Fundamentals of the WAR Stance

  • Eyes are keying the near shoulder of the man you are shading. Read his tip to determine the block (To, Away, Back).
  • Outside foot is up, the back toe is to the instep or heel of the front foot, and the feet are shoulder width apart.
  • The knees are bent, shoulders are back, and chest is big.
  • Body is angled inside at no more than forty-five degree angle, aligning your crotch with your aiming point (usually the outside tip of the man you are shading).
  • Hands are relaxed in front of your body ready to strike.
  • The first step is a twelve inch power step with the inside foot, into the crotch of the man you are shading. The inside foot should now be in front of or even with the outside foot. Be careful not to over stride. Violently fire your inside hand to the V of the neck and outside hand to the shoulder of the offensive player. Step and strike should happen at the same time.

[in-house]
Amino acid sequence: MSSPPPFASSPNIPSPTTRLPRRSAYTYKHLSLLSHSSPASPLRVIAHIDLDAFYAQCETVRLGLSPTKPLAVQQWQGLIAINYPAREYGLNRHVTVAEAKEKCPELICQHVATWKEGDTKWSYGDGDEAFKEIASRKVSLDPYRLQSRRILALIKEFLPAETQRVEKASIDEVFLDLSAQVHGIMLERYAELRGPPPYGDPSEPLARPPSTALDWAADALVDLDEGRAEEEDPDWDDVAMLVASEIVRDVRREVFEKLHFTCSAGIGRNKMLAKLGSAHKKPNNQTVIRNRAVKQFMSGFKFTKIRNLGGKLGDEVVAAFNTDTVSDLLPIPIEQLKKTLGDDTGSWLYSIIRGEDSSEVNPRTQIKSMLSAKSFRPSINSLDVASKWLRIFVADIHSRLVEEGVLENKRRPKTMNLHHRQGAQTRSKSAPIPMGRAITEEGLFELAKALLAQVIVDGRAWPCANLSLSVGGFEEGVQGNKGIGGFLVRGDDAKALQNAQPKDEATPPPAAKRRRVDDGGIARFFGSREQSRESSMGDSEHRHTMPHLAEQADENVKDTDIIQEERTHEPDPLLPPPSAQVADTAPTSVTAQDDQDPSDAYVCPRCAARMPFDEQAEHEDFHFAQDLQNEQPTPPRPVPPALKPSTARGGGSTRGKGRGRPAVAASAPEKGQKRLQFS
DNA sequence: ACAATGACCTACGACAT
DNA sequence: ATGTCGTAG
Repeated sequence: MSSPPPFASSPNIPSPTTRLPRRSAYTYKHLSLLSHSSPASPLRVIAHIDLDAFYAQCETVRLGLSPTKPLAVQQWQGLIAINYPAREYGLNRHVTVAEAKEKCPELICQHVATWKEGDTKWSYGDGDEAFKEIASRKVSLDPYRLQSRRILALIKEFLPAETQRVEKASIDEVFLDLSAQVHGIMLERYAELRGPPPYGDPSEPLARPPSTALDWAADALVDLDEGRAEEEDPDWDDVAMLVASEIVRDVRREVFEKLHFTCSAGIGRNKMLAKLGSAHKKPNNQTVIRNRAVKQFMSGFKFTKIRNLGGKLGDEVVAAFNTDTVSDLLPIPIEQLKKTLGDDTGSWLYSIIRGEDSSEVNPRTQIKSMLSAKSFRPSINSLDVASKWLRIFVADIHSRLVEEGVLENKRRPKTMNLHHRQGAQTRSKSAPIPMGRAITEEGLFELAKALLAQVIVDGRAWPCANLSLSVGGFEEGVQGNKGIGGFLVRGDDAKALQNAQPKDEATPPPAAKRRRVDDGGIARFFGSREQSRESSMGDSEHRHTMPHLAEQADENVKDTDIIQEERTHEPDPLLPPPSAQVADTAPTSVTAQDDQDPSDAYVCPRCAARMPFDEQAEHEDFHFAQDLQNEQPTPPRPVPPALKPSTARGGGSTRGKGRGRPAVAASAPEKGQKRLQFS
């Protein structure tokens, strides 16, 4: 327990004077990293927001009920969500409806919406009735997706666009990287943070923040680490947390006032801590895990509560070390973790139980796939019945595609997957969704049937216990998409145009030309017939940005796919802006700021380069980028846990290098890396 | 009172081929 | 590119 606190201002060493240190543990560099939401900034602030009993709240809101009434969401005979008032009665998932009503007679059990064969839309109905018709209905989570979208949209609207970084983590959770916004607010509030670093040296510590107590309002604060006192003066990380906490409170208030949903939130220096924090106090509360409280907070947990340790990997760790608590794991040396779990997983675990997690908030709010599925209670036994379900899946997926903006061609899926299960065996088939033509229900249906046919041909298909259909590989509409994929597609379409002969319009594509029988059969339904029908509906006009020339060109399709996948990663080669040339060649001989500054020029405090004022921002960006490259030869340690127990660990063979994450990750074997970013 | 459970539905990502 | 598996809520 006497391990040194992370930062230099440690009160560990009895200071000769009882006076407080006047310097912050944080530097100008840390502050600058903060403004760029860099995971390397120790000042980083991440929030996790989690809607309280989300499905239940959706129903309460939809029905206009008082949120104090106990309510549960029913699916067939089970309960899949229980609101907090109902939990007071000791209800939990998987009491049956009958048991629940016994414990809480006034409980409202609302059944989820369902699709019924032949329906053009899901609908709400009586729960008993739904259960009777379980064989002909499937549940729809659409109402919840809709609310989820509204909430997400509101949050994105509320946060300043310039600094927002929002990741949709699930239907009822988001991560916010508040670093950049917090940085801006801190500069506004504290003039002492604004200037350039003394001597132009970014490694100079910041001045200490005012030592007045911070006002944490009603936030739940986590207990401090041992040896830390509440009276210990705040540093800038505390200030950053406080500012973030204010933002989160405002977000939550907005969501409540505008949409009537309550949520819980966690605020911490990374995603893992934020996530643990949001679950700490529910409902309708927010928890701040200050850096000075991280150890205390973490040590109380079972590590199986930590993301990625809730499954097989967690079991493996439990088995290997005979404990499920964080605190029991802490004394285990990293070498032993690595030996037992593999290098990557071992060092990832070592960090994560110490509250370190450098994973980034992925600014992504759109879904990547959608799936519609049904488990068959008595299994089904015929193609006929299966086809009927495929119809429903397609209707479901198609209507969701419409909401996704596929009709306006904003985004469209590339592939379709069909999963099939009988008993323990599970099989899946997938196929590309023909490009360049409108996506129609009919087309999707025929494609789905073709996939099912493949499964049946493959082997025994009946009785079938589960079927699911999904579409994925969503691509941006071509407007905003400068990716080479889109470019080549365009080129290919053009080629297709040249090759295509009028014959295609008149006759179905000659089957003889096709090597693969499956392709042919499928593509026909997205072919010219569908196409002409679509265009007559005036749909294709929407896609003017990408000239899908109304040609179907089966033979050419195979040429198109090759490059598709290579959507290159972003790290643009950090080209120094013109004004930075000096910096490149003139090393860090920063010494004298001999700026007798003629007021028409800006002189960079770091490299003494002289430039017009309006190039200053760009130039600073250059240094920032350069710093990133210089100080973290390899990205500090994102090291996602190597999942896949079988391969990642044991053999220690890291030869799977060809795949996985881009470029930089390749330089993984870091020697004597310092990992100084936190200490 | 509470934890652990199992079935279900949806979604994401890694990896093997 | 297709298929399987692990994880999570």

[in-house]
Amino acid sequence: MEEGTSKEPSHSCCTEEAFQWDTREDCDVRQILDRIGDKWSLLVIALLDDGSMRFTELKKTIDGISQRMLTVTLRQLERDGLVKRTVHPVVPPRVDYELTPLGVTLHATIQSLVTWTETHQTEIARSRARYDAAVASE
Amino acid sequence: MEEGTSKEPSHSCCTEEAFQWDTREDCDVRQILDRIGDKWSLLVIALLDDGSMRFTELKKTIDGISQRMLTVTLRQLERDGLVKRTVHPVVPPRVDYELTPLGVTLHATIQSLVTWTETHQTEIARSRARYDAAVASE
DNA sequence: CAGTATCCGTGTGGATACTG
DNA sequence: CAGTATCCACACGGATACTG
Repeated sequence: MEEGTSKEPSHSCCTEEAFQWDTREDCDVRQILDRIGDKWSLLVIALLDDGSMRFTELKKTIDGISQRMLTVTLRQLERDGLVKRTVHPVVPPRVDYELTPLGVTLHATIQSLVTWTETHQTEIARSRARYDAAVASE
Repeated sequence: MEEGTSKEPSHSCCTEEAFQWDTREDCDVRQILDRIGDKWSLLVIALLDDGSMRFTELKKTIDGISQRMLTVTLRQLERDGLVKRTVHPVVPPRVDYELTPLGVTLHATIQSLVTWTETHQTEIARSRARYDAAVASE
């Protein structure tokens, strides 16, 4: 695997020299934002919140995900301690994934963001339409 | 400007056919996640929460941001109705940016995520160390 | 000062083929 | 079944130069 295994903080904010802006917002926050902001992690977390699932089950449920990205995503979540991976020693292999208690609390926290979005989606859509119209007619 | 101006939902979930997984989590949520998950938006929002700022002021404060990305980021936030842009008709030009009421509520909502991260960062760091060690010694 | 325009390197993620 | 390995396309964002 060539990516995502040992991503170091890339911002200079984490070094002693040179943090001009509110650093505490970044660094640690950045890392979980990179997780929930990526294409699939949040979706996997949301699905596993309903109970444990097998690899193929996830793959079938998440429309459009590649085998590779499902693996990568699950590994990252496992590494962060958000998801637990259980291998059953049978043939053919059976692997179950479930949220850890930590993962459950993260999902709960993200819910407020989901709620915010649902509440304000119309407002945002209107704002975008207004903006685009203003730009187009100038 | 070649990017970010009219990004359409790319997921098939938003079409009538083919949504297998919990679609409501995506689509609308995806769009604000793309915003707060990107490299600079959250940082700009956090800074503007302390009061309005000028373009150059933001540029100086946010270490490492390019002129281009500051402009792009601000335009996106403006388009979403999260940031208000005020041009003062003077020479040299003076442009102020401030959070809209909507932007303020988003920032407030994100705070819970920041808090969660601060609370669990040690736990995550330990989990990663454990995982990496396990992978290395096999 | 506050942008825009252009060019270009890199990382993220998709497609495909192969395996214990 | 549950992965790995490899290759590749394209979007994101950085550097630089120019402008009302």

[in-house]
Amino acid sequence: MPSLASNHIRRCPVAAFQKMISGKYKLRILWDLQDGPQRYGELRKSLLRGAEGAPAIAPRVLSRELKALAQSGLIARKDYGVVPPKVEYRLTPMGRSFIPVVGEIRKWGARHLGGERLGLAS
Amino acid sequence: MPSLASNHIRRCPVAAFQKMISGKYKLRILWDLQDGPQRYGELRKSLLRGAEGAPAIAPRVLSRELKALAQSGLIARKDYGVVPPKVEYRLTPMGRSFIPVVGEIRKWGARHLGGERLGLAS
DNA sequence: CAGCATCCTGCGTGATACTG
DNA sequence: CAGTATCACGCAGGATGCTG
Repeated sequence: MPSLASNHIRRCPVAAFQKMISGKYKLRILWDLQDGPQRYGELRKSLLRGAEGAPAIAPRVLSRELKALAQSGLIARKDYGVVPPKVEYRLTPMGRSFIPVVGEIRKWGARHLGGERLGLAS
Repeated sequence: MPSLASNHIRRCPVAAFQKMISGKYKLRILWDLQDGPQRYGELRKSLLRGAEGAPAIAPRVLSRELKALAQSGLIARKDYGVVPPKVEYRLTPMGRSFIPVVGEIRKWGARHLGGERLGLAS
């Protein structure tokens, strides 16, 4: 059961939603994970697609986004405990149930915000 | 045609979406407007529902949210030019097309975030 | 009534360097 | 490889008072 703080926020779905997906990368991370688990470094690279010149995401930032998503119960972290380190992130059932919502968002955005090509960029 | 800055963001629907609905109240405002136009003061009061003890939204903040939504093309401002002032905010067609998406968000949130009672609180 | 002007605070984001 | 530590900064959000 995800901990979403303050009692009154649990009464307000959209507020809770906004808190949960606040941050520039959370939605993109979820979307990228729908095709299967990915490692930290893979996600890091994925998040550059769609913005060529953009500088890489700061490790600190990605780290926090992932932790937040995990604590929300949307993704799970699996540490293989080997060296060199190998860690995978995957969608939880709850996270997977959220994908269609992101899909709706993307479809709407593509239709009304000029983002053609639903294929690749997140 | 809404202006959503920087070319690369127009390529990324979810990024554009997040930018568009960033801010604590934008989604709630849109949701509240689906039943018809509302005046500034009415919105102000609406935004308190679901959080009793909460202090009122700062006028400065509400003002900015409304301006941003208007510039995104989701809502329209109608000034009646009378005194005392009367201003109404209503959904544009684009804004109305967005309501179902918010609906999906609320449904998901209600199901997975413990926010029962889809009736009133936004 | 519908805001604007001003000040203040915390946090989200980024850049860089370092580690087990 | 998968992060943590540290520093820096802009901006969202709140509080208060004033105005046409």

The decision to make the change to the WAR paid great dividends. After changing our players from the HIP to the WAR stance we gave up 100 less yards per game in the last six games, in comparison to the first four games. We also gave up half a yard less per carry in the run game in the last six games. Finally we finished 3-3 in those last six games after going 1-3 in the first four games. Obviously there are multiple factors that go into making such improvements, but the change to the WAR stance was a big part of it. After the season was over I was able to identify why the WAR stance is superior to the HIP.